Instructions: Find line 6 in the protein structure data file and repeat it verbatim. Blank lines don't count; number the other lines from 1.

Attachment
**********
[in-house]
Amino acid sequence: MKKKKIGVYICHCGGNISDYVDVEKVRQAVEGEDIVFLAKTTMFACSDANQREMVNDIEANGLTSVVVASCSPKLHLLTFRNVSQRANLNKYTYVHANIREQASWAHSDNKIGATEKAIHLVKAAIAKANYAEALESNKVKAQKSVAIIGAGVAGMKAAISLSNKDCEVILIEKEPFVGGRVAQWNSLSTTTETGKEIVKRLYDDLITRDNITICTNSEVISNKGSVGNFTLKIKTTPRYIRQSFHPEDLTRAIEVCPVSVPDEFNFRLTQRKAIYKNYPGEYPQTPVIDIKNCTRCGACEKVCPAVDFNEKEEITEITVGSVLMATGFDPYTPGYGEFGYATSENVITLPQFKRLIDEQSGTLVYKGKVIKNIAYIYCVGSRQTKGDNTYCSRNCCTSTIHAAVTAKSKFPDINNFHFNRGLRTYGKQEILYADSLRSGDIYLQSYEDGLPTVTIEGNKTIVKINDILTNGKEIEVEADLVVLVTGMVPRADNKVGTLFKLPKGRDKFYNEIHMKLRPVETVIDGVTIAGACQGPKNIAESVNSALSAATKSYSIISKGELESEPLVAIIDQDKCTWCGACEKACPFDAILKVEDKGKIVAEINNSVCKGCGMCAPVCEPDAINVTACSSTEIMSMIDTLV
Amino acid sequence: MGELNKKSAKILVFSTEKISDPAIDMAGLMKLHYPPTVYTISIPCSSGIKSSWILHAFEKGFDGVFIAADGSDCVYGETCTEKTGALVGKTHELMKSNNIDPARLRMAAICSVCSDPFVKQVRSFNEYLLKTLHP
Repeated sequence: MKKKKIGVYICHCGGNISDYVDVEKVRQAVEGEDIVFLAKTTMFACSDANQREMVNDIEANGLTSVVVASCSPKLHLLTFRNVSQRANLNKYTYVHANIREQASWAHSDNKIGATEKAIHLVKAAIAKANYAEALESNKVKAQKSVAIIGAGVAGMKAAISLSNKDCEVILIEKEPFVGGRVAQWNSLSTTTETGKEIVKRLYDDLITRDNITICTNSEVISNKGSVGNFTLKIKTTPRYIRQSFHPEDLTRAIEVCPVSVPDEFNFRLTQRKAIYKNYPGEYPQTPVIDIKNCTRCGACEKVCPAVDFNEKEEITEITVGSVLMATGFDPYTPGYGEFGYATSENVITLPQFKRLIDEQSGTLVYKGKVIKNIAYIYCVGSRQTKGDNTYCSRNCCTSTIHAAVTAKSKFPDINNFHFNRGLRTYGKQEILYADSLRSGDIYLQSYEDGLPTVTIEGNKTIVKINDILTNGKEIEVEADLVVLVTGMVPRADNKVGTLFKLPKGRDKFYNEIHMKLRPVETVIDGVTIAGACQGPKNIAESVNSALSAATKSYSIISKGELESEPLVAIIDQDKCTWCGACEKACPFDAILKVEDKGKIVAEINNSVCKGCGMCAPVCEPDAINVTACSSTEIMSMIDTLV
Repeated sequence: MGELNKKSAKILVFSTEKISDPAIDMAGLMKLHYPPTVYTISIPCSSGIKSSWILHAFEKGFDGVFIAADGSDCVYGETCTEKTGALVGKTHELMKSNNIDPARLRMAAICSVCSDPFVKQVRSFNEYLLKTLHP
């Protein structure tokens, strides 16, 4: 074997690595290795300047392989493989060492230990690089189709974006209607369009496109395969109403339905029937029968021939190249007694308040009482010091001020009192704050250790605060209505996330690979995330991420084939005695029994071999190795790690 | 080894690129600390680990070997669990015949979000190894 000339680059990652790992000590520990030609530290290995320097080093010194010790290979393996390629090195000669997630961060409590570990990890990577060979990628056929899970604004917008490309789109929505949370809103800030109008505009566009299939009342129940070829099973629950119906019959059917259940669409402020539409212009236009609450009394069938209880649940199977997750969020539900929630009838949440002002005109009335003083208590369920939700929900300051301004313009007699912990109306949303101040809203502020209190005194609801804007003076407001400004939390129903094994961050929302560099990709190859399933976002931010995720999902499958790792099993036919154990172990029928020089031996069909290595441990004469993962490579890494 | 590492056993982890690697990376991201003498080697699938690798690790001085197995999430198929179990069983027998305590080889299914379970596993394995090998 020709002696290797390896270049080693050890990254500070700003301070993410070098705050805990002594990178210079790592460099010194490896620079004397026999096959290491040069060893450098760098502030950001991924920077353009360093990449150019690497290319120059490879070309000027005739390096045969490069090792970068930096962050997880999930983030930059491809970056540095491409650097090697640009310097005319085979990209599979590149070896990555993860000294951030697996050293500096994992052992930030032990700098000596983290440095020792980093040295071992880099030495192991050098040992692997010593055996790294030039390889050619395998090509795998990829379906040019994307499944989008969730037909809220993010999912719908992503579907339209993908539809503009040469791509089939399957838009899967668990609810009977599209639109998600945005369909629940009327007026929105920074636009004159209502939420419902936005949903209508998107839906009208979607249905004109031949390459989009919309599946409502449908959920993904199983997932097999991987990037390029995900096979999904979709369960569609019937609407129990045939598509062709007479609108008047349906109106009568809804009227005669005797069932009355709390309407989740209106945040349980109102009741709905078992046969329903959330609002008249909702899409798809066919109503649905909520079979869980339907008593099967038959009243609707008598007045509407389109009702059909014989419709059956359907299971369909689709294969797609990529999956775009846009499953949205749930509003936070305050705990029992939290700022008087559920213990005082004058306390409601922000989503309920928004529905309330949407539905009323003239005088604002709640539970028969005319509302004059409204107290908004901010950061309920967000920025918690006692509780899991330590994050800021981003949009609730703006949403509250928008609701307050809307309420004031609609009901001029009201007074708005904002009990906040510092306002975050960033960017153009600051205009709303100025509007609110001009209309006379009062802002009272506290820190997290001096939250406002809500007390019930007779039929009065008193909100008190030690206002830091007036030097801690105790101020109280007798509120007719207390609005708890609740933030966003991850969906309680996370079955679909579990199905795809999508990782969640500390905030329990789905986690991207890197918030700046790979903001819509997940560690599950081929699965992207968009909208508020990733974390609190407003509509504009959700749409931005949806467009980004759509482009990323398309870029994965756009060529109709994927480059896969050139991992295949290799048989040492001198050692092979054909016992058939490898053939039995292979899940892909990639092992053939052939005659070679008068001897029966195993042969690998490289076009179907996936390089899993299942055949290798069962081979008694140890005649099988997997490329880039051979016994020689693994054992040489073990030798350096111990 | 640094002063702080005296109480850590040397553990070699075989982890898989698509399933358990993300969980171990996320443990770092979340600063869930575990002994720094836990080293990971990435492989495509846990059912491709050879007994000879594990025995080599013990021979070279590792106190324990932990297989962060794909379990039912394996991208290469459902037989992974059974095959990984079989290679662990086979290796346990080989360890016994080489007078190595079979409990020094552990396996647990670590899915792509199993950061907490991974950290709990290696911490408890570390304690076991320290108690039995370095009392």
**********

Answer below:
């Protein structure tokens, strides 16, 4: 074997690595290795300047392989493989060492230990690089189709974006209607369009496109395969109403339905029937029968021939190249007694308040009482010091001020009192704050250790605060209505996330690979995330991420084939005695029994071999190795790690 | 080894690129600390680990070997669990015949979000190894 000339680059990652790992000590520990030609530290290995320097080093010194010790290979393996390629090195000669997630961060409590570990990890990577060979990628056929899970604004917008490309789109929505949370809103800030109008505009566009299939009342129940070829099973629950119906019959059917259940669409402020539409212009236009609450009394069938209880649940199977997750969020539900929630009838949440002002005109009335003083208590369920939700929900300051301004313009007699912990109306949303101040809203502020209190005194609801804007003076407001400004939390129903094994961050929302560099990709190859399933976002931010995720999902499958790792099993036919154990172990029928020089031996069909290595441990004469993962490579890494 | 590492056993982890690697990376991201003498080697699938690798690790001085197995999430198929179990069983027998305590080889299914379970596993394995090998 020709002696290797390896270049080693050890990254500070700003301070993410070098705050805990002594990178210079790592460099010194490896620079004397026999096959290491040069060893450098760098502030950001991924920077353009360093990449150019690497290319120059490879070309000027005739390096045969490069090792970068930096962050997880999930983030930059491809970056540095491409650097090697640009310097005319085979990209599979590149070896990555993860000294951030697996050293500096994992052992930030032990700098000596983290440095020792980093040295071992880099030495192991050098040992692997010593055996790294030039390889050619395998090509795998990829379906040019994307499944989008969730037909809220993010999912719908992503579907339209993908539809503009040469791509089939399957838009899967668990609810009977599209639109998600945005369909629940009327007026929105920074636009004159209502939420419902936005949903209508998107839906009208979607249905004109031949390459989009919309599946409502449908959920993904199983997932097999991987990037390029995900096979999904979709369960569609019937609407129990045939598509062709007479609108008047349906109106009568809804009227005669005797069932009355709390309407989740209106945040349980109102009741709905078992046969329903959330609002008249909702899409798809066919109503649905909520079979869980339907008593099967038959009243609707008598007045509407389109009702059909014989419709059956359907299971369909689709294969797609990529999956775009846009499953949205749930509003936070305050705990029992939290700022008087559920213990005082004058306390409601922000989503309920928004529905309330949407539905009323003239005088604002709640539970028969005319509302004059409204107290908004901010950061309920967000920025918690006692509780899991330590994050800021981003949009609730703006949403509250928008609701307050809307309420004031609609009901001029009201007074708005904002009990906040510092306002975050960033960017153009600051205009709303100025509007609110001009209309006379009062802002009272506290820190997290001096939250406002809500007390019930007779039929009065008193909100008190030690206002830091007036030097801690105790101020109280007798509120007719207390609005708890609740933030966003991850969906309680996370079955679909579990199905795809999508990782969640500390905030329990789905986690991207890197918030700046790979903001819509997940560690599950081929699965992207968009909208508020990733974390609190407003509509504009959700749409931005949806467009980004759509482009990323398309870029994965756009060529109709994927480059896969050139991992295949290799048989040492001198050692092979054909016992058939490898053939039995292979899940892909990639092992053939052939005659070679008068001897029966195993042969690998490289076009179907996936390089899993299942055949290798069962081979008694140890005649099988997997490329880039051979016994020689693994054992040489073990030798350096111990 | 640094002063702080005296109480850590040397553990070699075989982890898989698509399933358990993300969980171990996320443990770092979340600063869930575990002994720094836990080293990971990435492989495509846990059912491709050879007994000879594990025995080599013990021979070279590792106190324990932990297989962060794909379990039912394996991208290469459902037989992974059974095959990984079989290679662990086979290796346990080989360890016994080489007078190595079979409990020094552990396996647990670590899915792509199993950061907490991974950290709990290696911490408890570390304690076991320290108690039995370095009392």